This morning, House Republican leader Paul Ryan rushed to the White House to tell President Donald Trump that he didn’t have the votes to repeal the Affordable Care Act (aka Obamacare). The reason? He couldn’t find common ground between moderate Republicans who want to only partly gut the ACA and the hard-right Freedom Caucus that wants to fully eviscerate the 2010 healthcare law. By mid-afternoon, the promised vote on the ruling party’s replacement plan had been scuttled, with Ryan stating in a press conference that “Obamacare is the law of the land.”
Repealing the ACA has been a holy grail of the national Republican party ever since the complex, compromise-based legislation passed in 2010. But since finding themselves in power, Republicans have struggled to find consensus on exactly how to do so. As Trump conceded in his own post-mortem, party leadership just could not line up the votes for approval.
Prior to the abandonment of the bill, The New York Times listed Rep. Dave Reichert (R-Auburn) as one of 15 “moderate” House Republicans whose position on the ACA repeal, and the passage of its replacement, the American Healthcare Act or AHCA, was “undecided or unclear.” Earlier this month, Reichert voted to advance the AHCA through the Ways and Means committee. But as we posted yesterday, Reichert had softened in his former support for the AHCA amid a flurry of hurriedly negotiated changes to the legislation. “There are likely more changes to be made” to the legislation, a spokesperson told the Seattle Times’ Jim Brunner. “Until we know what those changes are, Congressman Reichert is undecided.”
Part of the context of Reichert’s indecision is the indivision of the Indivisibles, a group of anti-Trump constituents who have been hounding Reichert for months. For instance, on Tuesday, about 25 people staged a “die-in” outside Reichert’s district office. On other days, countless numbers called and emailed his office, says Chris Petzold, organizer with Indivisible Washington’s Eighth District. They would often get a busy signal or a voice mailbox that was already full. Last Saturday, organizers joined with FUSE to hold a vigil in Issaquah. Recently, Petzold told Seattle Weekly, a group rallied outside a Westin where Reichert was speaking. They never did get ahold of him.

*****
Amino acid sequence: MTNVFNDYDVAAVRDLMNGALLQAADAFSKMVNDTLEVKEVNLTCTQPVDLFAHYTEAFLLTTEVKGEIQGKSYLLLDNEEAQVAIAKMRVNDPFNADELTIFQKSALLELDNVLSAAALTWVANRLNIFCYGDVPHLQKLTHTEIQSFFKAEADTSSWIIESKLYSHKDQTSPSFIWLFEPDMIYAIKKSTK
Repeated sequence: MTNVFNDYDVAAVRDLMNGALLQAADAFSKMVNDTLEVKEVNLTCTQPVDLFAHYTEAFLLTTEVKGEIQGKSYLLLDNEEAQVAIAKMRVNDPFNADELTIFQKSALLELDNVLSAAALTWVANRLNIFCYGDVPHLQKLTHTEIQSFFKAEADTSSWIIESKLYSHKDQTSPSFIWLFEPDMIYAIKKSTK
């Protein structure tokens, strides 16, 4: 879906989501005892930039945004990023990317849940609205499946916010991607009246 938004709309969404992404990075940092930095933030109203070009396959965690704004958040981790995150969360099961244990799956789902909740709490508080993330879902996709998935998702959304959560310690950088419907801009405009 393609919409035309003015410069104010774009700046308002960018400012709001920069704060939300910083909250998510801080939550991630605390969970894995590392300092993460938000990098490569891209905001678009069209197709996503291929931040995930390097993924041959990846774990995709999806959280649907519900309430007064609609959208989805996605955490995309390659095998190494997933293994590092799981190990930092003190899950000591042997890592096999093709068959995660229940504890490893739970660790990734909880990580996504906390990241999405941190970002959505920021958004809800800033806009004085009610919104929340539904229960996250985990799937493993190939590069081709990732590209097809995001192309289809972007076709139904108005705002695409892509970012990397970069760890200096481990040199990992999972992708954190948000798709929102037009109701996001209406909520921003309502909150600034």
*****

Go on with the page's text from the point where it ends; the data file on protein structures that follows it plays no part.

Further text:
“Just last week, he was touting the benefits of the repeal plan, and now he’s moved to the uncommitted column,” Petzold said prior to this afternoon’s events. “We’re continuing our pressure to move him into the ‘No’ column. My team is working to call his office and let him know what’s at stake here.”
She emphasized that the Indivisibles’ beef has been with the president, not with Reichert per se. “We’re not after Dave Reichert, we’re after Donald Trump and his hateful agenda,” she said. But those amount to the same thing “insomuch as Dave Reichert supports Trump,” Petzold added.
Petzold admitted that it is hard to know how much of an impact concerned constituents like the Indivisibles had on members of congress. But as the scheduled vote drew near, some influence had become apparent. “I certainly feel like some of the more moderate Republicans are starting to feel the heat from their constituents,” she said at the time. “I don’t know if Reichert is in that camp.” But, she said, he certainly would be “if 50,000 constituents lose their healthcare.” According to Executive Dow Constantine’s office, 80,000 King County residents’ health insurance would have been “jeopardized” under the AHCA, and Medicaid funding for nearly 400,000 low-income King County residents would have been “endangered.”
“We think that Reichert should be acting like a moderate because he represents a purple district,” said Petzold. “We expect that’s how he’ll represent us.”
An earlier version of this article incorrectly identified Petzold’s group as Indivisible Snoqualmie Valley.